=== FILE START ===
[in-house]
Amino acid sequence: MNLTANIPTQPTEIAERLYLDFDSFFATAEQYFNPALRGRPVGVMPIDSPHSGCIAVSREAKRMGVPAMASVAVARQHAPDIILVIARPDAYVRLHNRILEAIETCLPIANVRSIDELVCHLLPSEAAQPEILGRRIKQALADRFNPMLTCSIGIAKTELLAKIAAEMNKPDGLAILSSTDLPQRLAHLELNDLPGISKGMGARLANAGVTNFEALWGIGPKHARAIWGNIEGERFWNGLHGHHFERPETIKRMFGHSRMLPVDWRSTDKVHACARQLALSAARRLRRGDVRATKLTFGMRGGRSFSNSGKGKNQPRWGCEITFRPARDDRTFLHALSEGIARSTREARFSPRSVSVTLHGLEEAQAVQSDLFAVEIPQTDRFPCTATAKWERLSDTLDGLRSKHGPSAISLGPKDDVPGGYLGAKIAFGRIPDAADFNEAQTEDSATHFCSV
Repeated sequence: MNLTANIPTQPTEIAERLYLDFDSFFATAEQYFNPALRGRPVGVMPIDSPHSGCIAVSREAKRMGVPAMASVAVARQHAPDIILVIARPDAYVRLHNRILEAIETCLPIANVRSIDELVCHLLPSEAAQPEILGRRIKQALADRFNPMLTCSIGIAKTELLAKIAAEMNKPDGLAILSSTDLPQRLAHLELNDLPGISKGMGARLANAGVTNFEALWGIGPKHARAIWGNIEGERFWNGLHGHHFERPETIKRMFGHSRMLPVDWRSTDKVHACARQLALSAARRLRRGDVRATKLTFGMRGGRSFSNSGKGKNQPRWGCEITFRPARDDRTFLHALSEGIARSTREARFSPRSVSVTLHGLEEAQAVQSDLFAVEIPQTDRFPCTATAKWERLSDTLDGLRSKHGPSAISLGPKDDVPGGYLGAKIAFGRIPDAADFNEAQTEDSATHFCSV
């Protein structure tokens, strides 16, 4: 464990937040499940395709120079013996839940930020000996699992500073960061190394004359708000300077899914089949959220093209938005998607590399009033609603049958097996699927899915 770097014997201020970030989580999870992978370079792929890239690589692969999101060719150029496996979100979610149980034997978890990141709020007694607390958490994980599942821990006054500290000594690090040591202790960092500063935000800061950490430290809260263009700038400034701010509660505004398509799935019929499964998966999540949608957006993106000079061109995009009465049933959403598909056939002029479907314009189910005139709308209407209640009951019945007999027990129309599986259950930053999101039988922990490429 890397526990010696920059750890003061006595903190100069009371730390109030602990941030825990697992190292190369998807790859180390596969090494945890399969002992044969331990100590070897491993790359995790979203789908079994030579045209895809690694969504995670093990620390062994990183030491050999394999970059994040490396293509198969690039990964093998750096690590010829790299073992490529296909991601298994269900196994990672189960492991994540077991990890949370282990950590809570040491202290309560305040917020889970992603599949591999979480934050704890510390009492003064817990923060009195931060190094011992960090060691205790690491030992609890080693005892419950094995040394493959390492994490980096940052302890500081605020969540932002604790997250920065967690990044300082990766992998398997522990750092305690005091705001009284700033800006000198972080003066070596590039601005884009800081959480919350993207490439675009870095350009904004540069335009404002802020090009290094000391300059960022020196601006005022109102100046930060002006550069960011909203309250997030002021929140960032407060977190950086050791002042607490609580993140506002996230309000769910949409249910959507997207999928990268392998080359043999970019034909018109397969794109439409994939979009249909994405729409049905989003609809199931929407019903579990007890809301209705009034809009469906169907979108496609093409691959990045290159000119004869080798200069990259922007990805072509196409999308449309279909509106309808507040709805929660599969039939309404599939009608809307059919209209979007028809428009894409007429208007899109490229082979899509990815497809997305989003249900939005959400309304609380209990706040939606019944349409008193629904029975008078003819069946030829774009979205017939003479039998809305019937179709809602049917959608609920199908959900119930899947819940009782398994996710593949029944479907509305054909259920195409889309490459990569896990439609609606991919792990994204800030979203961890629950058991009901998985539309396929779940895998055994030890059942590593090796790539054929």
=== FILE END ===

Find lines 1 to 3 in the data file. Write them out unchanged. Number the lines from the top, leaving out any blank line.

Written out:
[in-house]
Amino acid sequence: MNLTANIPTQPTEIAERLYLDFDSFFATAEQYFNPALRGRPVGVMPIDSPHSGCIAVSREAKRMGVPAMASVAVARQHAPDIILVIARPDAYVRLHNRILEAIETCLPIANVRSIDELVCHLLPSEAAQPEILGRRIKQALADRFNPMLTCSIGIAKTELLAKIAAEMNKPDGLAILSSTDLPQRLAHLELNDLPGISKGMGARLANAGVTNFEALWGIGPKHARAIWGNIEGERFWNGLHGHHFERPETIKRMFGHSRMLPVDWRSTDKVHACARQLALSAARRLRRGDVRATKLTFGMRGGRSFSNSGKGKNQPRWGCEITFRPARDDRTFLHALSEGIARSTREARFSPRSVSVTLHGLEEAQAVQSDLFAVEIPQTDRFPCTATAKWERLSDTLDGLRSKHGPSAISLGPKDDVPGGYLGAKIAFGRIPDAADFNEAQTEDSATHFCSV
Repeated sequence: MNLTANIPTQPTEIAERLYLDFDSFFATAEQYFNPALRGRPVGVMPIDSPHSGCIAVSREAKRMGVPAMASVAVARQHAPDIILVIARPDAYVRLHNRILEAIETCLPIANVRSIDELVCHLLPSEAAQPEILGRRIKQALADRFNPMLTCSIGIAKTELLAKIAAEMNKPDGLAILSSTDLPQRLAHLELNDLPGISKGMGARLANAGVTNFEALWGIGPKHARAIWGNIEGERFWNGLHGHHFERPETIKRMFGHSRMLPVDWRSTDKVHACARQLALSAARRLRRGDVRATKLTFGMRGGRSFSNSGKGKNQPRWGCEITFRPARDDRTFLHALSEGIARSTREARFSPRSVSVTLHGLEEAQAVQSDLFAVEIPQTDRFPCTATAKWERLSDTLDGLRSKHGPSAISLGPKDDVPGGYLGAKIAFGRIPDAADFNEAQTEDSATHFCSV